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Hire Gauge Reveals ROI Around Inclusive Hiring

December 12 2011 | by

Hire Gauge

If you’re running a business – small, medium-sized or large – you should check out Think Beyond the Label’s Hire Gauge. I would argue it’s a must.

Hire Gauge is the first-ever online tool to calculate the return on the investment (ROI) your organization can generate from hiring qualified workers with disabilities. For a typical large business, this can mean nearly $32,000 in tax credits, deductions and hiring cost savings – not to mention the additional benefits of diversity in the workplace, from employee morale and loyalty to the opportunity to tap new markets.

All you need is two minutes (literally) to answer a short series of questions. Right before your eyes, Hire Gauge does the math on the results you can expect from your inclusive hiring initiatives. Right down to the dollar.

More and more business are using Hire Gauge
Think Beyond the Label says they built this interactive “wizard” to guide executives interested in inclusive hiring strategies as well as hiring managers charged with recruiting diversity candidates. And it’s taking off. In its first two months alone, Hire Gauge was used more than 1,600 times. The PDF version was downloaded about 500 times. Clearly, it’s catching on; and I couldn’t resist checking it out.

What Hire Gauge showed me
I run a small communications business in Connecticut. I road tested Hire Gauge to see how hiring a person with a disability would drive ROI for my firm.

What I found was astounding: if I were to hire a person with a disability at a $40,000 annual salary, I would receive up to $32,400 in tax credits, deductions and recruitment savings. If I hired a veteran with a service-connected disability, that number jumps to $44,300.

Let’s break it out:
*Just for planning to hire a person with a disability, my firm is eligible for a $2,400 Federal Work Opportunities Tax Credit
*My business generates less than $1 million in revenue (sigh). But that qualifies us for a $5,000 Disabled Access Credit to defray the cost of providing access to workers with disabilities
*Hiring a person with a disability would require us to remove physical, structural or transportation barriers, but the Architectural Barrier Removal Tax Deduction would give me up to $15,000 a year to cover these expenses
*Based on my potential employee’s $40,000 annual salary, I could recoup $10,000 in recruitment and training costs if I hired through a vocational rehabilitation program, a federal-state program that helps people with disabilities prepare for, gain and retain employment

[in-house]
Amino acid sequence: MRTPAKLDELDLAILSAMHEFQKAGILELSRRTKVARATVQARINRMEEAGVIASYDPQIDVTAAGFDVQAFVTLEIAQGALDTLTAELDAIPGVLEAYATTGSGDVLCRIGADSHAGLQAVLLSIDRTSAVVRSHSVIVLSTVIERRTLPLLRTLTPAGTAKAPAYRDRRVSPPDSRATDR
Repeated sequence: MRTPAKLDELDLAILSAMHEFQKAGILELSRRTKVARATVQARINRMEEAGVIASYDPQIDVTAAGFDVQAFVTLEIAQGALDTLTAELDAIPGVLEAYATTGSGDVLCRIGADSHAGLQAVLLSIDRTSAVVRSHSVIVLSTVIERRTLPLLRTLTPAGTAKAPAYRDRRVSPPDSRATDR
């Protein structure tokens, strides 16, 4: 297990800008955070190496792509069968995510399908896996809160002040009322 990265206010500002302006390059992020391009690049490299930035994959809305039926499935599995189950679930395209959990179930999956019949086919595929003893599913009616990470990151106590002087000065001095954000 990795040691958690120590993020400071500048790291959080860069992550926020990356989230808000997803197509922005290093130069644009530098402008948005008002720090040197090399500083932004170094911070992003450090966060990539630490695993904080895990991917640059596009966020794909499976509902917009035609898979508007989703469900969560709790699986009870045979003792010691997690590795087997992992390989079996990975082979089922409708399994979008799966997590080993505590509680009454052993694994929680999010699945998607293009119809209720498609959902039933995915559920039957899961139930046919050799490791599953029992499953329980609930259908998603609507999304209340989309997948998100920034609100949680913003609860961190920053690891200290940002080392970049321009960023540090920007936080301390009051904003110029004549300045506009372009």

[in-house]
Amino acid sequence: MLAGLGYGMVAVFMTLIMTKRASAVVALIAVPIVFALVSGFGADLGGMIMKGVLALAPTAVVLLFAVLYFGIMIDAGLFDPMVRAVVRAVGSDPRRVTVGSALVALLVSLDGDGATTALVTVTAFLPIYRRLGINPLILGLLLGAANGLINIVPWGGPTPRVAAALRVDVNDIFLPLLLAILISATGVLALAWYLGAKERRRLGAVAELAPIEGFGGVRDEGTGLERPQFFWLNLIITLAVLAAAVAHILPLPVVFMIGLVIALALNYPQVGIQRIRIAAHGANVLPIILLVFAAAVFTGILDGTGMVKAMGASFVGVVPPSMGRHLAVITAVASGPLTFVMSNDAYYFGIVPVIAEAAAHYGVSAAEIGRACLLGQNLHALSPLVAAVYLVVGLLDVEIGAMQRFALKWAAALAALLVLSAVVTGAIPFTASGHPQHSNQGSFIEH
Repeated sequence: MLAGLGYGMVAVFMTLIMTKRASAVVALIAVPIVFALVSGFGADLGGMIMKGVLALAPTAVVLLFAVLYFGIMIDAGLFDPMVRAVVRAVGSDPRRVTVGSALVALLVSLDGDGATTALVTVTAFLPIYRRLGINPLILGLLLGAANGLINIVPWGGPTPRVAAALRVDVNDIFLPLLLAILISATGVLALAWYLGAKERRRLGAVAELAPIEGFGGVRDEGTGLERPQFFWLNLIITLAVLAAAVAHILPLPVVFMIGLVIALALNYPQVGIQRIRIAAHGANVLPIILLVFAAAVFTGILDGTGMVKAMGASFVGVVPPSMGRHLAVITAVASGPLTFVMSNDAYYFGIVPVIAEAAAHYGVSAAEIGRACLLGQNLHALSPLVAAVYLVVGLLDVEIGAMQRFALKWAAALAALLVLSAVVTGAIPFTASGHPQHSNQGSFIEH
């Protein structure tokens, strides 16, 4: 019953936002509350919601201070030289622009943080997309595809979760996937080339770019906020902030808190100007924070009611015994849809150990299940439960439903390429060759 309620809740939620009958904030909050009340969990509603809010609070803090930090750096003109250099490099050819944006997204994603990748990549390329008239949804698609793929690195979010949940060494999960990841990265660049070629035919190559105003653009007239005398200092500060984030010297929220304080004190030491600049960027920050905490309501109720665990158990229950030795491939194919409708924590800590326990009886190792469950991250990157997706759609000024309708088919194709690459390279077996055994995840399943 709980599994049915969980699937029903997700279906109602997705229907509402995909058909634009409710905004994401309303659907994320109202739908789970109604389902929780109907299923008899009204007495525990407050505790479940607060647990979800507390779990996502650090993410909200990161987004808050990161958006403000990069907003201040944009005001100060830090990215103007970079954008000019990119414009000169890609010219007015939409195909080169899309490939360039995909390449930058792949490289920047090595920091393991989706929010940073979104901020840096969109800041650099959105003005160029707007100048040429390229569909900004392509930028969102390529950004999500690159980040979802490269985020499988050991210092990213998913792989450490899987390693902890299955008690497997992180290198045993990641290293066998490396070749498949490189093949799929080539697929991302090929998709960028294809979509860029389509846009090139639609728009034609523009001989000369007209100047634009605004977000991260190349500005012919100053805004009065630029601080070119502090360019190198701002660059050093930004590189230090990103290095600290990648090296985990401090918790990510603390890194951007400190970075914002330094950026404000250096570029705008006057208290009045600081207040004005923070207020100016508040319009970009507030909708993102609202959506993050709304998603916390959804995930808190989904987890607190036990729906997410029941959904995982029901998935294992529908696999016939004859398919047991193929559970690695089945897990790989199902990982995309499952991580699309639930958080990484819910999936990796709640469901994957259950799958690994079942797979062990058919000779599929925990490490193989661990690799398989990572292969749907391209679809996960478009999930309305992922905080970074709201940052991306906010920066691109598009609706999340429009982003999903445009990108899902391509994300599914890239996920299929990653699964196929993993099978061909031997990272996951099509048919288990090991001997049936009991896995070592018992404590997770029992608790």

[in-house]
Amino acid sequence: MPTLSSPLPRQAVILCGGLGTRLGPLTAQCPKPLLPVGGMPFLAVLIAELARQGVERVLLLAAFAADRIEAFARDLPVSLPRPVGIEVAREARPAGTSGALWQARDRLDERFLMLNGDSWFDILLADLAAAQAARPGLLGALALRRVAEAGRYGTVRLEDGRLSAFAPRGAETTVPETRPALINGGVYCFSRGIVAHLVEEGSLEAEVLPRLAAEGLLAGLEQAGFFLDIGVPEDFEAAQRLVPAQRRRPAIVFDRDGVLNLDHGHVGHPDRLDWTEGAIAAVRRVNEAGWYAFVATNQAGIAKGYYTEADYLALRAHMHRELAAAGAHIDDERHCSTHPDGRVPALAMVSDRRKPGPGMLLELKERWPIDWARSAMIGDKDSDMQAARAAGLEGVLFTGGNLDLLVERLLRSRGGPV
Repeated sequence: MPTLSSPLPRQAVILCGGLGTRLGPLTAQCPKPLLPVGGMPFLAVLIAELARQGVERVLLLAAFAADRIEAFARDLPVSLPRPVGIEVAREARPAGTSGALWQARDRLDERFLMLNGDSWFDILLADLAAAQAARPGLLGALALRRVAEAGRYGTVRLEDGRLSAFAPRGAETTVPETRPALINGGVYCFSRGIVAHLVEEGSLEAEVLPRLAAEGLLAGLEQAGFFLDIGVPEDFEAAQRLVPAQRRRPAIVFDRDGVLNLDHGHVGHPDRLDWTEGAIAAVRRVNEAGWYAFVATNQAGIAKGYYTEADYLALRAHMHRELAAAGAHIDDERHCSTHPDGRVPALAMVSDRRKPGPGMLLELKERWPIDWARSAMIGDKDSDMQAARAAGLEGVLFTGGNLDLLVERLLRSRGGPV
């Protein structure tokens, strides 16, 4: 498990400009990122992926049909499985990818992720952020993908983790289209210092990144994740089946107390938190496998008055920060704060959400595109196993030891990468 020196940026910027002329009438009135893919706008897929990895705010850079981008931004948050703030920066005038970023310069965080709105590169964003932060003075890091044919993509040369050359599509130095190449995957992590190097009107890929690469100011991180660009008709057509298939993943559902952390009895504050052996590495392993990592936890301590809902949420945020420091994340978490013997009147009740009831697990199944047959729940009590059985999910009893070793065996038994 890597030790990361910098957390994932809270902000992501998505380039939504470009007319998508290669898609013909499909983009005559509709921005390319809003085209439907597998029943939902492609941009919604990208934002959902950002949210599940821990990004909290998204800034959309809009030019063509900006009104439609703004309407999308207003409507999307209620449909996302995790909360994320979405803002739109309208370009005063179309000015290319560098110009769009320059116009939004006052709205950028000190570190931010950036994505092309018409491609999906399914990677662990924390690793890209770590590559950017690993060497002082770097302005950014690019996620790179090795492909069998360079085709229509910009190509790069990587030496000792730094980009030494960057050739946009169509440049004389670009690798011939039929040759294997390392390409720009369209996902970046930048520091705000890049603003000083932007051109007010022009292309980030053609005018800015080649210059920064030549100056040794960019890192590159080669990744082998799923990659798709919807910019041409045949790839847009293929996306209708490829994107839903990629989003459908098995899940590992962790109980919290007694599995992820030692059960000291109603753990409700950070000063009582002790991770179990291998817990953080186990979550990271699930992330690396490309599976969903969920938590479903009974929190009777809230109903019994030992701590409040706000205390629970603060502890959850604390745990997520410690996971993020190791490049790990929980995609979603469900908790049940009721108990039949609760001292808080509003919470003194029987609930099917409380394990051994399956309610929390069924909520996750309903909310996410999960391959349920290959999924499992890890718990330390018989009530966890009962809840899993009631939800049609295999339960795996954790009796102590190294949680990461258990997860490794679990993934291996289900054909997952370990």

*If I were to hire a veteran with a service-connected disability, I become eligible for an added $2,400 Work Opportunity Tax Credit and a Veterans Affairs reimbursement of up to 50 percent of the employee’s salary over six months
*Hire Gauge dispelled the myth that it costs a lot to accommodate a worker with a disability, saying most accommodations run only about $500, tops

What Hire Gauge will show you
Cost-savings opportunities to the tune of thousands of dollars, resulting in significant ROI for hiring qualified workers with disabilities. The exact amount of savings will depend on various factors, including your company size, your inclusive hiring plans and in what state you source your candidates. When you complete your “test,” Hire Gauge provides links to all the resources behind your numbers.

Hire Gauge outlines other benefits of hiring people with disabilities – including higher-than-average retention and attendance rates, as well as opportunities to tap into a new marketing segment with the purchasing power of more than $1 trillion a year. Not too shabby.

If you’re running a business, Hire Gauge is a must. So try it now. You’ll be thankful later.

Related posts:

  1. New Campaign Asks Businesses to Hire People with Disabilities
  2. Walgreens Wants to Hire 1,000 People with Disabilities by 2012
  3. Labor Dept. Sets 7% Hiring Goal for Disabled Workers
  4. Few Companies Hire Disabled, Survey Says
  5. Federal Agencies to Spur Hiring of People with Disabilities

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